Hungry Hare offers Bear a deal he can’t resist: Hare will work Bear’s land in exchange for half of the crops. In a wink, Bear accepts. Hare even offers to let Bear choose which half he wants — tops or bottoms. Adults, of course, can predict where this arrangement will lead. Hare and his family plant, water, weed, and harvest the carrots, radishes and beets. Since Bear chose the top halves, the hares get to keep what happens to be the better part in this case — the bottoms.

Bear insists on another chance. This time, he chooses the bottoms. Again, Hare does all the work, but the crops are different: lettuce, broccoli, and celery. Of course, Hare manages to get the tasty portion himself.

Even when the angry bear insists on having both tops and bottoms, Hare is able to trick him, as he plants corn and then gives Bear just the tassels and roots. Finally, Bear wises up and realizes if he’s ever to get a good harvest, he’ll need to do his own farming.

Beyond the rollicking plot, this Caldecott Honor book excels with bright watercolor illustrations bursting with energy and personality. Stevens notes “the original artwork was created on paper made by hand from carrots, corn, potatoes, beans, radishes, tomatoes, and even a pair of gardening pants and shirt.” Another surprising technique she employs is the orientation of particular pages from top to bottom instead of side by side. When the storyteller turns that book vertically, children will, for instance, see Bear on the top page as he waits for the top halves of the crops, which we know to be root crops. Then, we see Bear on the bottom as he anticipates getting the bottom halves. What an ingenious way to reflect the sly humor of a crowd-pleasing folktale! Just perfect for ages 7 to 9.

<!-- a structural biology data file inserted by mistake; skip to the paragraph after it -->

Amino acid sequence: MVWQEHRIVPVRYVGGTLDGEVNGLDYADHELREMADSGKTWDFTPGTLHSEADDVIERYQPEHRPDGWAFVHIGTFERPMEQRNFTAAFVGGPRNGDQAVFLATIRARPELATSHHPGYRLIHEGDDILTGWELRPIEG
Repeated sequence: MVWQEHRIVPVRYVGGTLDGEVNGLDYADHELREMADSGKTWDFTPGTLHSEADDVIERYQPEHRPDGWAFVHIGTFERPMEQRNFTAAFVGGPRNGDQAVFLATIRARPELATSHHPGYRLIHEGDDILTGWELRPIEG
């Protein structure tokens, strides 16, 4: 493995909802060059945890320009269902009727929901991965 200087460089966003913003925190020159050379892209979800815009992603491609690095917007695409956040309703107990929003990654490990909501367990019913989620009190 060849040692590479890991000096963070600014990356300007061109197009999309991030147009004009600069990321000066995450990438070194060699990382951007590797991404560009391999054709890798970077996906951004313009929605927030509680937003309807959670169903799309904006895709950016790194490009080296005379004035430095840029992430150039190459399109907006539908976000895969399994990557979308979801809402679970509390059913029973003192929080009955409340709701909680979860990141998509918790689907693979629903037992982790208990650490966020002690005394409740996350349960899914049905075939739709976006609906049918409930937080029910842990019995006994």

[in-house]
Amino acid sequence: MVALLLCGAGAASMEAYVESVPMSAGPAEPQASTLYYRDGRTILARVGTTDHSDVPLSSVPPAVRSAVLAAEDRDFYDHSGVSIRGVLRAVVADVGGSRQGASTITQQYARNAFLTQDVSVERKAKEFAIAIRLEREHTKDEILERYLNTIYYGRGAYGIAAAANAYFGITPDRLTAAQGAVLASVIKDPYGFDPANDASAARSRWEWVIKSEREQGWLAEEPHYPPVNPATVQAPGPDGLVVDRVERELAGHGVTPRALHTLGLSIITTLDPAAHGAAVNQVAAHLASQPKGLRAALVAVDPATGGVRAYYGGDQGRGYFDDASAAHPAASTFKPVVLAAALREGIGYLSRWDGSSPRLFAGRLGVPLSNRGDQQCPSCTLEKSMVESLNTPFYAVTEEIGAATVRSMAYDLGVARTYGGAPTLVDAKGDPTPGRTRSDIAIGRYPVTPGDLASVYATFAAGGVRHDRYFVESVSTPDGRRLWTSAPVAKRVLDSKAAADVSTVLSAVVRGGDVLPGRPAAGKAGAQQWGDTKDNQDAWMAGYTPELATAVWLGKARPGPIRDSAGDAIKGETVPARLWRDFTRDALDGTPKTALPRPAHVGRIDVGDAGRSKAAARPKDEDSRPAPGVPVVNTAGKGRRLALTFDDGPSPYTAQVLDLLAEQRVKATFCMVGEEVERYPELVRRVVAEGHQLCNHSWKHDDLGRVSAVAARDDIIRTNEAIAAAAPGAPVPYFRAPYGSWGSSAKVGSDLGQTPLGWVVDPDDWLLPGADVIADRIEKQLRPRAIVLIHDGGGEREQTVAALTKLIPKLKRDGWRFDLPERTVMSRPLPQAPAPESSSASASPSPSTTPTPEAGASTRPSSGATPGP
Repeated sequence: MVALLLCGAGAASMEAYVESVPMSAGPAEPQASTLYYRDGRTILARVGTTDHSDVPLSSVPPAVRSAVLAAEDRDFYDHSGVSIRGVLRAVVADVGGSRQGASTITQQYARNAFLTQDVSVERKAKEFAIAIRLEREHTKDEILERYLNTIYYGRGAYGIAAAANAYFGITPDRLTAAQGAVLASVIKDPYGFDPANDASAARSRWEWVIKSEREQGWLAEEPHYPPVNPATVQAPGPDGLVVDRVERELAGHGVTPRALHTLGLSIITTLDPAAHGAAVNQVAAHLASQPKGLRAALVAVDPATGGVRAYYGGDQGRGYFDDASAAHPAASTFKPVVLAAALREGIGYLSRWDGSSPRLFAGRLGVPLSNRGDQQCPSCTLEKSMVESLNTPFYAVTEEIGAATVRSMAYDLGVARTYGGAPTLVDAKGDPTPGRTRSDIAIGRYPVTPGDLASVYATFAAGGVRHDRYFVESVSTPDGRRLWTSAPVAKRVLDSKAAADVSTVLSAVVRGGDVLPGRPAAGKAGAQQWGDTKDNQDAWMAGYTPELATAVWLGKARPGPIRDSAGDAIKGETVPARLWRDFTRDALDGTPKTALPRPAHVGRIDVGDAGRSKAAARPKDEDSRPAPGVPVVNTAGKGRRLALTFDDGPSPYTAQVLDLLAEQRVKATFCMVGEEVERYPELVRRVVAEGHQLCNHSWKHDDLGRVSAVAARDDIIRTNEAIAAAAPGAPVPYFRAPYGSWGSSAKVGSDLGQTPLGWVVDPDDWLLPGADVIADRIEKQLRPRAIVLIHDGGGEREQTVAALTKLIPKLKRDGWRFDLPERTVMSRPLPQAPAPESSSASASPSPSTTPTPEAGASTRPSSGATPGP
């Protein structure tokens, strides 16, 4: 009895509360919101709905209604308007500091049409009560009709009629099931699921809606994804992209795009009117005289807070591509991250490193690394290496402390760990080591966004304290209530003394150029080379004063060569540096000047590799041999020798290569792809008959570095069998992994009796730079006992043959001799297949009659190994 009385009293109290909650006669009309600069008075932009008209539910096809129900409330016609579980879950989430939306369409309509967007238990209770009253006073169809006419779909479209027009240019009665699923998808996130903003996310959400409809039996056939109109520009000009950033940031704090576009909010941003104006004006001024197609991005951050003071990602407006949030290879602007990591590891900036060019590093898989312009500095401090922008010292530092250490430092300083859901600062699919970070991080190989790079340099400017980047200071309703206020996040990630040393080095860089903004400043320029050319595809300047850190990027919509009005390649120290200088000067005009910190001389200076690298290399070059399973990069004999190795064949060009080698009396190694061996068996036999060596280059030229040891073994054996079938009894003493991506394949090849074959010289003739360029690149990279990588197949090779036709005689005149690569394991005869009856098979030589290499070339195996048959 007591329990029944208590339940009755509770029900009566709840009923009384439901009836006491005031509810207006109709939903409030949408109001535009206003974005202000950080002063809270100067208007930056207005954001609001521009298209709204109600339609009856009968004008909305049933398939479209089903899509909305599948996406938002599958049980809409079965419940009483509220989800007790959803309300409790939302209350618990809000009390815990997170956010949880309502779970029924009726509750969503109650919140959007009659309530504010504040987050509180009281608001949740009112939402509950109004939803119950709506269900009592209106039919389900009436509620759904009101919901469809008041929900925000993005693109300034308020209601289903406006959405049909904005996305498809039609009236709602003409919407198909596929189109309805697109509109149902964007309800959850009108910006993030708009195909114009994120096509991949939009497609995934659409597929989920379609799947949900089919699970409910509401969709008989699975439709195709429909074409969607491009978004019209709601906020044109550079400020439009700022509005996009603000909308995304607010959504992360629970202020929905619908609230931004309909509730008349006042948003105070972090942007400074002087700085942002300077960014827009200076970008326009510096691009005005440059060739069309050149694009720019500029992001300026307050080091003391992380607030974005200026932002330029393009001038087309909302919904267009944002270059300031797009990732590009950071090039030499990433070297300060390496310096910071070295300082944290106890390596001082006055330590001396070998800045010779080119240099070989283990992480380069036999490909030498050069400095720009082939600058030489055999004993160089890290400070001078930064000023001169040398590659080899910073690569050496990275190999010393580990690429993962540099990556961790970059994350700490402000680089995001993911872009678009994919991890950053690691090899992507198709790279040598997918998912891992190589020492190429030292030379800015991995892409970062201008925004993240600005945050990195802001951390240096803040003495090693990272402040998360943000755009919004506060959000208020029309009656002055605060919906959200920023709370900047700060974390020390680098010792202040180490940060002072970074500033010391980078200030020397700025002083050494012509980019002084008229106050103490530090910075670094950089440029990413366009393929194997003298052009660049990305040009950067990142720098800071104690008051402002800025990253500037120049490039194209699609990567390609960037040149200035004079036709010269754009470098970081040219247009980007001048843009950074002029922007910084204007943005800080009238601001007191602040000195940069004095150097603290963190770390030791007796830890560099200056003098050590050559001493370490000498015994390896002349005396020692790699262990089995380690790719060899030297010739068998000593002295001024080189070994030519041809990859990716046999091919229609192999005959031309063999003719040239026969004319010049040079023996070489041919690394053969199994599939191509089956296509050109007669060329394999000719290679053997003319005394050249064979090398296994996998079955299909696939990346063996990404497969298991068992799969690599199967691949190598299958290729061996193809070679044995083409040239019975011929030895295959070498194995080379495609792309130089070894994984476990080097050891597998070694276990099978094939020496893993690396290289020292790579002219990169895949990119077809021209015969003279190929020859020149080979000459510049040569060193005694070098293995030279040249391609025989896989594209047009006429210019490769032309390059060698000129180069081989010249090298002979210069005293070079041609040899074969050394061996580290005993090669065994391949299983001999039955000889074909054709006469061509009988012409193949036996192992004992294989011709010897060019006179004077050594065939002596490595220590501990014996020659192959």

Friendship matters more than gold, as Baba Wague Diakite reveals in his lively retelling  of a West African folktale set in his native Mali. In The Magic Gourd, the rabbit Dogo Zan rescues a chameleon and is rewarded with a magic gourd that fills with whatever its owner wishes. Eventually, the greedy king learns about the gourd’s magic powers and steals it. Using another gift from his friend the chameleon, Dogo Zan is able to recover his treasure. Just as important, the scrawny critter manages to teach the king a lesson in generosity. The bold ceramic paintings provide humor, as well as lovely images of traditional motifs of Mali. Pick this heirloom-quality story if you’re looking for appealing and “heart-healthy” fare for a rousing read-aloud for ages 7 to 9.

Here’s a hilarious tale about a small girl with a big talent. Sweet little Isabelle, the youngest in the family, comes up with a special way to help with the planting and harvesting.

With visions of all the good stuff to come — carrot juice, carrot stew, carrot relish, and carrot pudding — each family member nurtures a carrot seedling. Papa tends the plant, Mama weeds around it, brother Abel waters it, and Isabelle … sings. And that’s what makes the plant grow and grow and grow.

At last, it’s as tall as Papa Joe, but it seems impossible to pull out of the ground. Only when they all work together can they harvest the carrot that will supply a bounty of tasty treats.

Sound familiar? Yes, it’s a riff on the Russian big turnip folktale, but I prefer this charming version for children ages 5 to 8. The Giant Carrot illustrates the value of cooperation, while it also implies we should respect everyone, no matter how tiny. And that’s not all; it offers opportunities for multiple curricular uses. Science teachers can use this title in a unit on plant life, and reading teachers might employ it to teach the skill of predicting, or cause and effect. No matter the intention, you’ll reap plenty of fun with this good-natured story.